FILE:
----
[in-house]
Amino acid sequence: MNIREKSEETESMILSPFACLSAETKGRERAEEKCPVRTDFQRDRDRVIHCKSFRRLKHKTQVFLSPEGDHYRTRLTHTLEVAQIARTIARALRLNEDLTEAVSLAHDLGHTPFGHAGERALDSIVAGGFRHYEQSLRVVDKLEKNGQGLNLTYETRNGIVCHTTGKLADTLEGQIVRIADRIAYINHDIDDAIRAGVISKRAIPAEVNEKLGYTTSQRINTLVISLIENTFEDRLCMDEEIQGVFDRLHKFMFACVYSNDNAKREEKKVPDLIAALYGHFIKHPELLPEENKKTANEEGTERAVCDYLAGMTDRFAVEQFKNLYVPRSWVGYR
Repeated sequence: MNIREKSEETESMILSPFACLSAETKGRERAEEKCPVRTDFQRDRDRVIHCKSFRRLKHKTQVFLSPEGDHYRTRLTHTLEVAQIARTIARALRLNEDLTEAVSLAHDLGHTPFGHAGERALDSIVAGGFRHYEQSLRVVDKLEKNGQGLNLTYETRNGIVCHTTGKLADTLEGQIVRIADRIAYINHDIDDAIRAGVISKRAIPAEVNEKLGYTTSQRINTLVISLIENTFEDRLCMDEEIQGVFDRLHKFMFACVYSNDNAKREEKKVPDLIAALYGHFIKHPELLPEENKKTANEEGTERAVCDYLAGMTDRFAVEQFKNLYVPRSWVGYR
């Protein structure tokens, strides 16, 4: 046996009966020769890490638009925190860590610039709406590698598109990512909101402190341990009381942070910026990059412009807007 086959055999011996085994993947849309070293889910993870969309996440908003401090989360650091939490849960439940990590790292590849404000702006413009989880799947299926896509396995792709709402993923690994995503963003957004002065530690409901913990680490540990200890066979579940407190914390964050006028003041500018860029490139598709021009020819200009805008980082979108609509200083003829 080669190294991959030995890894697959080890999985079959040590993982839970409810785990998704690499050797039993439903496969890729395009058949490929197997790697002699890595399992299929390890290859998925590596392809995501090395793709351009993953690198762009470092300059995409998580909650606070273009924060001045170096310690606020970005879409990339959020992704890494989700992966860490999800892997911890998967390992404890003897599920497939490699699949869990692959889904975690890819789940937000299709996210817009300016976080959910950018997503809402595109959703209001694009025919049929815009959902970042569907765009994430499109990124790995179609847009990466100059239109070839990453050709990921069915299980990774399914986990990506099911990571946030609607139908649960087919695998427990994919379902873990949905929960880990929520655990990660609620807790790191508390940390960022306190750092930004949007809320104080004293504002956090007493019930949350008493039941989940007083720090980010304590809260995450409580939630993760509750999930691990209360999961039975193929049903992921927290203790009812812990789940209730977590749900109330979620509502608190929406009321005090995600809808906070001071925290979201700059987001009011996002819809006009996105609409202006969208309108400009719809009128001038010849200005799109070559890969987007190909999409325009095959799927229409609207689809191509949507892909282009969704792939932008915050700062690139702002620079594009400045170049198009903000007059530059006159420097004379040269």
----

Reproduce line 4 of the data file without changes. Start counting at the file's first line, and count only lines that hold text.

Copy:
């Protein structure tokens, strides 16, 4: 046996009966020769890490638009925190860590610039709406590698598109990512909101402190341990009381942070910026990059412009807007 086959055999011996085994993947849309070293889910993870969309996440908003401090989360650091939490849960439940990590790292590849404000702006413009989880799947299926896509396995792709709402993923690994995503963003957004002065530690409901913990680490540990200890066979579940407190914390964050006028003041500018860029490139598709021009020819200009805008980082979108609509200083003829 080669190294991959030995890894697959080890999985079959040590993982839970409810785990998704690499050797039993439903496969890729395009058949490929197997790697002699890595399992299929390890290859998925590596392809995501090395793709351009993953690198762009470092300059995409998580909650606070273009924060001045170096310690606020970005879409990339959020992704890494989700992966860490999800892997911890998967390992404890003897599920497939490699699949869990692959889904975690890819789940937000299709996210817009300016976080959910950018997503809402595109959703209001694009025919049929815009959902970042569907765009994430499109990124790995179609847009990466100059239109070839990453050709990921069915299980990774399914986990990506099911990571946030609607139908649960087919695998427990994919379902873990949905929960880990929520655990990660609620807790790191508390940390960022306190750092930004949007809320104080004293504002956090007493019930949350008493039941989940007083720090980010304590809260995450409580939630993760509750999930691990209360999961039975193929049903992921927290203790009812812990789940209730977590749900109330979620509502608190929406009321005090995600809808906070001071925290979201700059987001009011996002819809006009996105609409202006969208309108400009719809009128001038010849200005799109070559890969987007190909999409325009095959799927229409609207689809191509949507892909282009969704792939932008915050700062690139702002620079594009400045170049198009903000007059530059006159420097004379040269």